As the financial crisis hit in 2008, she spoke for the nation when she asked a group of economists: ‘Why did nobody notice?’
Four years on, the Queen finally got her answer – although it didn’t seem much to her liking.
The monarch was visiting the Bank of England in Threadneedle Street yesterday when she was buttonholed by one of its financial policy experts.
Royal inspection: The Queen and the Duke of Edinburgh were shown the vaults at the Bank of England where thousands of gold bars are kept
Sujit Kapadia said he wanted to put her mind at rest after she famously described the credit crunch as ‘awful’ during a visit to the London School of Economics in 2008.
At the time, she asked academics how the onset of the crisis could have been missed when it was so enormous.
Yesterday Mr Kadapia told her that it was partly because financial crises, like flu pandemics and earthquakes, are hard to predict.
People, she was also informed, got complacent because they thought the risk was being managed better than before.
The Queen grimaced at this and said: ‘But people had got a bit…lax, had they?’
Usually, she is notoriously discreet about her views on international events.
But, remarkably, the Queen went on to suggest that the Financial Services Authority may not have been aggressive enough in its policing. She said: ‘The Financial Services – what do they call themselves, the regulators – Authority, which was really quite new … it didn’t have any teeth.’
Hands-on: The Queen thoroughly inspects the gold vaults during her visit to the Bank of England
Value: The vaults contain thousands of bars of gold worth billions of pounds
The Duke of Edinburgh didn’t help matters much, asking: ‘There’s not another one coming, is there?
He then fixed Mr Kapadia and his group with a typically gimlet eye and barked: ‘Don’t do it again!’
Afterwards Mr Kapadia was optimistic as he assessed the encounter, saying: ‘It was a real pleasure to be able to offer some explanation. I think she recognised that these things are very difficult and it’s not a straightforward exercise.
‘The strongest thing I got [from the Queen] is what are we trying to do so it doesn’t happen again.’
The FSA, which is being disbanded after failing to spot the financial crisis which engulfed Britain, later issued a stiff response to the Queen’s remarks.
It said: ‘We’ve widely acknowledged that the regulatory approach before the financial crisis in 2008 was flawed and has since been completely changed.’
It was the Queen’s ninth visit to the Bank. On her first, as the 11-year-old Princess Elizabeth, she signed a thousand pound note.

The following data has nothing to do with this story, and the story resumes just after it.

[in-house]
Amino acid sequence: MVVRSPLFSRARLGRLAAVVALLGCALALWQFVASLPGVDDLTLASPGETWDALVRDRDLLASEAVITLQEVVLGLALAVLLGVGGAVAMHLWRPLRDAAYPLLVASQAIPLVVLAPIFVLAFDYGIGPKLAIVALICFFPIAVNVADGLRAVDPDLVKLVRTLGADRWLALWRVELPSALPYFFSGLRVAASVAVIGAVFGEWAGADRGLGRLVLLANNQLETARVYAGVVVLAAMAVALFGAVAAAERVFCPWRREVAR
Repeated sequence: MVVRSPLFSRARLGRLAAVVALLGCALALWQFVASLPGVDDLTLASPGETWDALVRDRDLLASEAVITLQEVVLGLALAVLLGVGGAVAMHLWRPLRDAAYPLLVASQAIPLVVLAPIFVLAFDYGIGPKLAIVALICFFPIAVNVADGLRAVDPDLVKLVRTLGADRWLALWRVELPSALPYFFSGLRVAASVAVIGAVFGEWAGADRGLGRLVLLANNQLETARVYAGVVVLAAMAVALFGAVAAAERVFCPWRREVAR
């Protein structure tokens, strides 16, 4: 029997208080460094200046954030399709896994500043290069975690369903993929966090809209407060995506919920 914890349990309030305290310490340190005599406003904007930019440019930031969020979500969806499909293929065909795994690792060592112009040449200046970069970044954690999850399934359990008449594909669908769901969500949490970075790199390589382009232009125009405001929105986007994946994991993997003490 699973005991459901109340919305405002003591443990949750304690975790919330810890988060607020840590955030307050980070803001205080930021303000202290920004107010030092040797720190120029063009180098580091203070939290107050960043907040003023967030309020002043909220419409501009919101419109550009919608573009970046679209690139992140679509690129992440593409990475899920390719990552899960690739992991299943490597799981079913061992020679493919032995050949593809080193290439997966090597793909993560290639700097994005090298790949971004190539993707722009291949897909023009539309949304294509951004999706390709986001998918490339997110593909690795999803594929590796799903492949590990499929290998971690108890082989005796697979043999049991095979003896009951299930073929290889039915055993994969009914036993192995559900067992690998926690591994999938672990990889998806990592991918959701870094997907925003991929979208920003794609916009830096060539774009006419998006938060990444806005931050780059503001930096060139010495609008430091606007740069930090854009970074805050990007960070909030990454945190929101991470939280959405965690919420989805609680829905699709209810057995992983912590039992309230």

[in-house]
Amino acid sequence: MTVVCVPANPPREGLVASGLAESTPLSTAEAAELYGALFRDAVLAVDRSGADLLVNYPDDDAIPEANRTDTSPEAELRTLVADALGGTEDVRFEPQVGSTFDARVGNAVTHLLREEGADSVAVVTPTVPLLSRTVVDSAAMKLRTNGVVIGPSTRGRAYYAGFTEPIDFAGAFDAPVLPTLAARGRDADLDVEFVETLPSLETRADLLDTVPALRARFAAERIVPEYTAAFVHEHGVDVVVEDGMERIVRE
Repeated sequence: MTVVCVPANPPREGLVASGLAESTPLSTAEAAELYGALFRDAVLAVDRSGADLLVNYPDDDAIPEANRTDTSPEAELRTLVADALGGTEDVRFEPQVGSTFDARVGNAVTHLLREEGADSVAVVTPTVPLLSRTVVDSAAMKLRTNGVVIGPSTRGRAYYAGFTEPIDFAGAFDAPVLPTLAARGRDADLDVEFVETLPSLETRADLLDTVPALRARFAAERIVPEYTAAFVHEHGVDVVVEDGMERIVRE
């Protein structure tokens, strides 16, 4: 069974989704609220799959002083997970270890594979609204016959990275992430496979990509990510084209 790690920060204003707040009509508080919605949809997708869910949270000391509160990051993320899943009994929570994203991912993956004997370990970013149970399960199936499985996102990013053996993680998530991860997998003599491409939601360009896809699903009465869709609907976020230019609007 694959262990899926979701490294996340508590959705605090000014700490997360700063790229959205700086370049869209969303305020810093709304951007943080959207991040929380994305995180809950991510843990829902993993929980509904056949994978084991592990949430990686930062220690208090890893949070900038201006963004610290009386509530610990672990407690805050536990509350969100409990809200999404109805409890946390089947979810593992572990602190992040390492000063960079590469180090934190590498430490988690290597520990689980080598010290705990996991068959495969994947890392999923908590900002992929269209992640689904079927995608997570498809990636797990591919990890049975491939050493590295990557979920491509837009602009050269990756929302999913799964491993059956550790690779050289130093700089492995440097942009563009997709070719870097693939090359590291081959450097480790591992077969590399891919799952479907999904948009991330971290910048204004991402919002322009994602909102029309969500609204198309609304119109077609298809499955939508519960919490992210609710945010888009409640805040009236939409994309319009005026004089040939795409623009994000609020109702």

Interesting discussion: The Queen was taken with the discussion on how another downturn could be prevented, while the Duke joked with the Bank’s staff
Reason why: The Queen spoke to Sujit Kapadia who explained why the financial crisis wasn’t foreseen
During yesterday’s visit, she and Prince Philip were each given the honour of each signing a £1million banknote, known as a ‘giant’ by staff.
As she scribbled her signature next to the 1937 note, she muttered: ‘It hasn’t improved, really.’
On their tour, the Queen must have been a little over-awed by the £27billion worth that glittered in the Bank of England’s basement vault.
Visit: A large crowd had gathered outside the Bank as the Royal couple toured inside, which included an inspection of bank notes
It’s one of nine vaults dotted around London, in which the Bank stores around £200billion of gold.
This one contains 63,000 gold bars stacked in eight rows.
Each four-tonne stack is four pallets high, and each pallet carries 80 bars.
While, at 13kg – around 2st – a gold bar is a little heavy to steal, the Duke of Edinburgh did seem tempted by the £1million banknote he was asked to sign.
He joked ‘is this just lying about?’, adding ‘you won’t miss it, will you?’.
Signature: The Queen and the Duke each signed a £1 million bank note to go into the guest book
Afterwards the Governor of the Bank, Sir Mervyn King, thanked the Queen for her visit, describing the Bank’s staff as ‘unsung heroes’ who had kept the economy going ‘in the most difficult circumstances’.
And he asked the Queen for two early Christmas presents. One was her signature on the banknote, and the other was the Royal Assent on the Financial Services Bill.
‘When is the Bill due?’ The Queen asked. ‘It has gone through Parliament and should be with you before Christmas,’ Sir Mervyn replied.
Sweet view: Camilla, Duchess of Cornwall views a gingerbread model village on the Queen Victoria cruise ship at Southampton docks